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Why Are You Still Single?

Practical Advice for Women to Read Before You Start Dating

by Giselle Aguiar

Let’s start with your excuses. Before you jump into the dating game, you need to overcome your own reasons for being single. Here are some of the more common ones. Admit to yourself that at least one or more of these apply to you and you’re off to a good start.

Yes. I’m proud to say I’m self-sufficient! I’ve survived by myself for this long – I can keep going. I don’t NEED anyone.

Good for you! But if this is you, I’m sure each time you watch a TV show or a movie and there’s a nice couple falling in love, this thought goes through your mind – “I wish that were me!” That happens to me also when I attend a wedding. God did not intend for us to be alone.

The LORD God said, "It is not good for the man to be alone. I will make a helper suitable for him."…. For this reason a man will leave his father and mother and be united to his wife, and they will become one flesh. ~ Genesis 2:18 & 24

Single people are becoming the majority in the U.S. According to and the U.S. Census Bureau, in 2006, 50.7% of households were maintained by unmarried men or women. (Note: this does include couples who are cohabitating).

You’re either never married or suddenly single (one day you’re married, the next day you’re not). Whichever your situation is, you’re still single.

Being single doesn’t mean you’re in a constant state of mate finding. You’re free do what you wish, go out with whomever you wish; pursue your own goals and your own personal growth.

Since childhood, we all have been trained for married life. Girls learn how to cook; boys learn how to fix things—all in preparation for marriage. So why would anyone choose to live alone? Societal norm is to be pared up—to marry and have children. When I was in high school, we had a neighbor lady who each time I saw her she would ask me, “So when are you going to get married?”

One time I actually said, “Never.” (I think I jinxed myself!)

These days, many children are products of divorced households living with one parent and they see marriage in a different way. However, for the majority of the Baby Boomers, their goal in life was to have a career, get married and have kids.

Singlehood is thought of as a temporary situation until we marry. Anybody who hadn’t married by the age of 35 was thought of as a person who could not attract or hold on to a mate.

Why are single women in their 40’s and 50’s called spinsters and single men the same age called confirmed bachelors? Was it okay to be a bachelor, yet inappropriate to be a bachelorette? Author Dan Brown in Angels and Demons (Simon and Schuster) describes his character, Professor Robert Langdon: “...he already had three loves in his life—symbology, water polo and bachelorhood—the latter being a freedom that enabled him to travel the world, sleep as late as he wanted and enjoy quiet nights at home with a brandy and a good book.” Men know that being single is fun.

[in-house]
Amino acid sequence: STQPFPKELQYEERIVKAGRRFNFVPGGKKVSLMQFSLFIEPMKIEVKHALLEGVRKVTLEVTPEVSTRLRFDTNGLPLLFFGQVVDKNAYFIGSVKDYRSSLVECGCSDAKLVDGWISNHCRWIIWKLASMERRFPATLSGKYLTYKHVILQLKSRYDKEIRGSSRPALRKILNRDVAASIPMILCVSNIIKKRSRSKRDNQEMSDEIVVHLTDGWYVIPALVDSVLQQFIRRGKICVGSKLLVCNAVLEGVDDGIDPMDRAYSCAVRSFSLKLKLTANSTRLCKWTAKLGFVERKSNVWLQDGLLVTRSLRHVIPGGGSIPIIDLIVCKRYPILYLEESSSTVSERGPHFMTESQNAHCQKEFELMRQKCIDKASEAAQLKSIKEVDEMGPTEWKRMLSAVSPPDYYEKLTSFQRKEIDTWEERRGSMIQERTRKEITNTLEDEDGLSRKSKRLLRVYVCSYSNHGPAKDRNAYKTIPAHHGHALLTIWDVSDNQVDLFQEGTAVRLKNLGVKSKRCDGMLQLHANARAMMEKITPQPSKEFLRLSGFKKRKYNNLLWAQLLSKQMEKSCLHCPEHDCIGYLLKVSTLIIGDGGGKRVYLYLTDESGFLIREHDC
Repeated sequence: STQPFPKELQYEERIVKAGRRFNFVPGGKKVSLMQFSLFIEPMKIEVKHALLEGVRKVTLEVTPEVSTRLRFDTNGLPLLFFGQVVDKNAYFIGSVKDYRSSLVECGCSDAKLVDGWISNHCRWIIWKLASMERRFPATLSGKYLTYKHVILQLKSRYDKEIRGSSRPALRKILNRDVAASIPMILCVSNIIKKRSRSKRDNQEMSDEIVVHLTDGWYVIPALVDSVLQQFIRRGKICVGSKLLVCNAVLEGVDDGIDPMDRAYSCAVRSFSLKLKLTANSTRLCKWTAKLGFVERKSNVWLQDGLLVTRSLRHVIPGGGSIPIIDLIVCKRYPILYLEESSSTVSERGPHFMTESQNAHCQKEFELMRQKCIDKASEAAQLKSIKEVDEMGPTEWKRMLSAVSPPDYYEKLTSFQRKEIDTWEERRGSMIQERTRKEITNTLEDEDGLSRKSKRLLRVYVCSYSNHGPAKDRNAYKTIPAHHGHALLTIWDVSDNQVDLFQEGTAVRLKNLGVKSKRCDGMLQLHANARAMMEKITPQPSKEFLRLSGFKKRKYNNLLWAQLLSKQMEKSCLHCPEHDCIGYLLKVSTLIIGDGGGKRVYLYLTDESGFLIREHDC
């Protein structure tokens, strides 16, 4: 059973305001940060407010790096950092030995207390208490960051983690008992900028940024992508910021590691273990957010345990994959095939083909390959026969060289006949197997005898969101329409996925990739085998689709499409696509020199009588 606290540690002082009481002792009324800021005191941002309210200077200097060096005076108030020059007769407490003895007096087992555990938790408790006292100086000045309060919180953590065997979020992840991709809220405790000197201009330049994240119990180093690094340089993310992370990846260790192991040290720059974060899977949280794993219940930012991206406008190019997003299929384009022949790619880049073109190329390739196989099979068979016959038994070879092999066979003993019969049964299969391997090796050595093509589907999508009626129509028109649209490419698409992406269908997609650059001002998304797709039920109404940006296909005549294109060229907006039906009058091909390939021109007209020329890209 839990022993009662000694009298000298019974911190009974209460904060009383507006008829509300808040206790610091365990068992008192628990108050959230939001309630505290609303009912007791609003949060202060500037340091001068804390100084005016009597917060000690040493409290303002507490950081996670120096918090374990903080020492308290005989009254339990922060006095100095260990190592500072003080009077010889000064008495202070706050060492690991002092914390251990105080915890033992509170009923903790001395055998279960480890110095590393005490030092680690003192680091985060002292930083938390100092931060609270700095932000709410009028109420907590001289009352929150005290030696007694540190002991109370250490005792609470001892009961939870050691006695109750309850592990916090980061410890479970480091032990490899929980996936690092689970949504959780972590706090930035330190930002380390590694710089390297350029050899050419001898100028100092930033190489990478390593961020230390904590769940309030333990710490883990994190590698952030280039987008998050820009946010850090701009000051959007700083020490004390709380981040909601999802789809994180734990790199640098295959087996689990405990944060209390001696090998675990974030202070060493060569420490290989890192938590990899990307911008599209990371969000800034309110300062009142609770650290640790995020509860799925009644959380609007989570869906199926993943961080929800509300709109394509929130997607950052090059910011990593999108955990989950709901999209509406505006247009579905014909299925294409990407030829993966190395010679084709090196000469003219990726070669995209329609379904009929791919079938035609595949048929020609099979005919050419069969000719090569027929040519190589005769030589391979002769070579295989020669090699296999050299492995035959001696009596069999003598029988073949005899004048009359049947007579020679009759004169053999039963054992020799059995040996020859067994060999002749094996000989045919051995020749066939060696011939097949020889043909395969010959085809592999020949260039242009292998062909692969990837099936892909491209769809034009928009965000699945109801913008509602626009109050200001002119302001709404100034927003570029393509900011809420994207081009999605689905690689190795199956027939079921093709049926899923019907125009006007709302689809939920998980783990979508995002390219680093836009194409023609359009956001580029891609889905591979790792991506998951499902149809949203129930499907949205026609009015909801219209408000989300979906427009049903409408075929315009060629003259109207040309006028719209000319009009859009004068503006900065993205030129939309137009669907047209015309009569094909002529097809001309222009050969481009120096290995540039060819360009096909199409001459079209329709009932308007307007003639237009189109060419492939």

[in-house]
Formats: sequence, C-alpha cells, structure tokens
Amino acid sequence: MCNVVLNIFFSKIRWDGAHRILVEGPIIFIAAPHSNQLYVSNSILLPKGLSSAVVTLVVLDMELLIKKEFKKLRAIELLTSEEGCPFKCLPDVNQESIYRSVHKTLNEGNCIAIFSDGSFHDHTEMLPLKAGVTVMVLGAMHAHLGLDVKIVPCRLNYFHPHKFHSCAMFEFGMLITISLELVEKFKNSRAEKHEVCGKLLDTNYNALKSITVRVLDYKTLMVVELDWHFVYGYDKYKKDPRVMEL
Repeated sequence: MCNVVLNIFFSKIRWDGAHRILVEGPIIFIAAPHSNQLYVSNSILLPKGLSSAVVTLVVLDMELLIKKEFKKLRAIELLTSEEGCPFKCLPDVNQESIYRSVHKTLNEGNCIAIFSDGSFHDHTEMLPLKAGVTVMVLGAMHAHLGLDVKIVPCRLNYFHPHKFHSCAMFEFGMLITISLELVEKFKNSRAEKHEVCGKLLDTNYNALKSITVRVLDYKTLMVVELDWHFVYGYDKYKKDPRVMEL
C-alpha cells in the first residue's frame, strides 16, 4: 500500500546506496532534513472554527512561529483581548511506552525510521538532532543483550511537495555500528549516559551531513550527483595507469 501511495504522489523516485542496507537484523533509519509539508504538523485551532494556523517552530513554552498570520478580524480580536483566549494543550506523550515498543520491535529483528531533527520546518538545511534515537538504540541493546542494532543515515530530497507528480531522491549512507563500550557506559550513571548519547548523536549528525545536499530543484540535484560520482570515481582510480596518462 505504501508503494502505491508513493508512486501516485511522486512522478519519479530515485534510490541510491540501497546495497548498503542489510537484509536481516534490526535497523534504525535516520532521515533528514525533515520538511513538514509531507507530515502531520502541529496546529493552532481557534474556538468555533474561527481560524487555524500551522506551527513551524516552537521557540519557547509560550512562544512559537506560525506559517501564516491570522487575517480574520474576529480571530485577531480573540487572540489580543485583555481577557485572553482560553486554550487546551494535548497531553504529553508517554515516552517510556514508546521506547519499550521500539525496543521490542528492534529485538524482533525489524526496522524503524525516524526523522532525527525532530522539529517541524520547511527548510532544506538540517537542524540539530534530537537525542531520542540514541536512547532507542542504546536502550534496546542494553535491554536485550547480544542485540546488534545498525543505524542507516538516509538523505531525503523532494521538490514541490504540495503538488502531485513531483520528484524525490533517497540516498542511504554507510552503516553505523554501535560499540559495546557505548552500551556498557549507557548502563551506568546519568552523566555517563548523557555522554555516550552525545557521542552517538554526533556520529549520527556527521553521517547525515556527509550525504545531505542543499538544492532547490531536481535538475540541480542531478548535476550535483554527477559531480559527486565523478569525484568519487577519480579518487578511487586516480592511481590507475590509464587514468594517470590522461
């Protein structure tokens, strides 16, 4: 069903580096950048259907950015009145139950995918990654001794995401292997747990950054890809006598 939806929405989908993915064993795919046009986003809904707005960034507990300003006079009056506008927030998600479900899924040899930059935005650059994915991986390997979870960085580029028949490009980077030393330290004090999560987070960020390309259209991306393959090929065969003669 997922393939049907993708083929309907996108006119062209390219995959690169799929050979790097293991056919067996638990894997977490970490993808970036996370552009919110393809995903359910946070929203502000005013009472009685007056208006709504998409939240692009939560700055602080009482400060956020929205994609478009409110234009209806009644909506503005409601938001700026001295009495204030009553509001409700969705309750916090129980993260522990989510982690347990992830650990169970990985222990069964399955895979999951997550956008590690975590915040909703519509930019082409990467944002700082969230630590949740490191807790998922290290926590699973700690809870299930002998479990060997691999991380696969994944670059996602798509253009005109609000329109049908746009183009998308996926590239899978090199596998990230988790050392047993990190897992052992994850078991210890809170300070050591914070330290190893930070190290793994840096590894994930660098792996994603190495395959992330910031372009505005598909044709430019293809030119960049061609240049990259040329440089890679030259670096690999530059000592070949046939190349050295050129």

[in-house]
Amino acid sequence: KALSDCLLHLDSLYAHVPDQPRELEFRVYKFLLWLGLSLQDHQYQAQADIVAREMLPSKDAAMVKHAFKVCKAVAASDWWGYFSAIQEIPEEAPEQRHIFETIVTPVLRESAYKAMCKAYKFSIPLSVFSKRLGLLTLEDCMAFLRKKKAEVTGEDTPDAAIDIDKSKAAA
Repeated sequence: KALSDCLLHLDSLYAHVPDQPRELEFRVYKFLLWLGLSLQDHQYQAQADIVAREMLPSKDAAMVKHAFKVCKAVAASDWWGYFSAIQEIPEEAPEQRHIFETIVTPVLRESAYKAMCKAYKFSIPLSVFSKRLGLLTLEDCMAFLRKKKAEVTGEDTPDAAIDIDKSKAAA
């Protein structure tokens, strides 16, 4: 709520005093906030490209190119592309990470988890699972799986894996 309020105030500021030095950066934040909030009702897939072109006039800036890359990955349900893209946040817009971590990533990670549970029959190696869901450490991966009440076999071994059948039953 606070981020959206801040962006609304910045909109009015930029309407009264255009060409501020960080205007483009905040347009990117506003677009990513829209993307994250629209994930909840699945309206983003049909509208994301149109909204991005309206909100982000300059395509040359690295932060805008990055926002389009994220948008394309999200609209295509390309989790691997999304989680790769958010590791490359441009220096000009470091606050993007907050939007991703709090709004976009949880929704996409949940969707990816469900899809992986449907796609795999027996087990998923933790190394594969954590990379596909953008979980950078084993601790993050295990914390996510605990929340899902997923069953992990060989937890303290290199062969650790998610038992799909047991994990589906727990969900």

Breaking the Habits of Single Living

I admit it—I clean my home for company or when I just can stand it anymore. But, my cleaning habits were different when I had a roommate. I had to be considerate of the other person and of course, the work was divided 50/50.

Living alone, the dishes go from the dishwasher to the table to the sink. They rarely see the inside of the cabinet. (I'm working to break this bad habit). I come and go as I please and only have to worry about my cat. I’ve been living alone, independent, self-sufficient and with my own lifestyle for a very long time. Compromising is not going to be easy, but I figure if I love him and understand him fully, then it won’t be that difficult. The benefits of having a companion should outweigh the compromising.

You Need to Enjoy Your Freedom

While living alone, you have a unique type of freedom: you are free to manage your time and your life the way you choose. Coming to terms with your singlehood is like climbing a mountain. Once you’ve reach the top, the view is magnificent! Whether you’ve been single all your life or you’re “suddenly single,” whether you are actively seeking someone to marry or are happy with your single status, you need to become your own person before you seek the companionship of another.

Boost Your Self Reliance: Self-reliance is a crucial ingredient in a successful life alone. It’s wonderful to know for certain that you can take care of yourself. In having to depend on your own resources for your personal security—in not depending on others for what can only come from you—you realize that your abilities are a huge foundation of reassurance and fulfillment.
You find that no one else can give you the security you can’t supply yourself, and there is a wonderful sense of personal strength in knowing this.

So, why should I get married? I’ll lose my freedom. Ah, but you’ll have new and different freedoms to explore once you’re married.
Here are some other excuses:

I bet there a lot of you in this boat. I’m guilty of two of these at the same time! (Check out this article that I blogged about – Out of Work Bachelors) These are self-image/self-esteem excuses. You need to feel good about yourself; you need to like yourself, before you can expect anyone to like you. Now if you went through what I did in the fall of 2008 (Read my blog: Up the Down Escalator), you do need to seek help from a doctor, pastor or just God Himself.

"Teacher, which commandment in the law is the greatest?" He said to him, "'You shall love the Lord your God with all your heart, and with all your soul, and with all your mind.' This is the greatest and first commandment. And a second is like it: 'You shall love your neighbor as yourself.' On these two commandments hang all the law and the prophets." ~ Matthew 22:36-40

Love your neighbor as yourself. If you don’t love yourself, how can you love your neighbor? Before you can find Mr. Right, you need to become Ms. Right for that potential mate. We can jump from one relationship to another, but until we find peace within ourselves and like ourselves, we won’t be able to find and sustain a healthy relationship with someone else. You need to be confident in who you are before you can start searching for someone.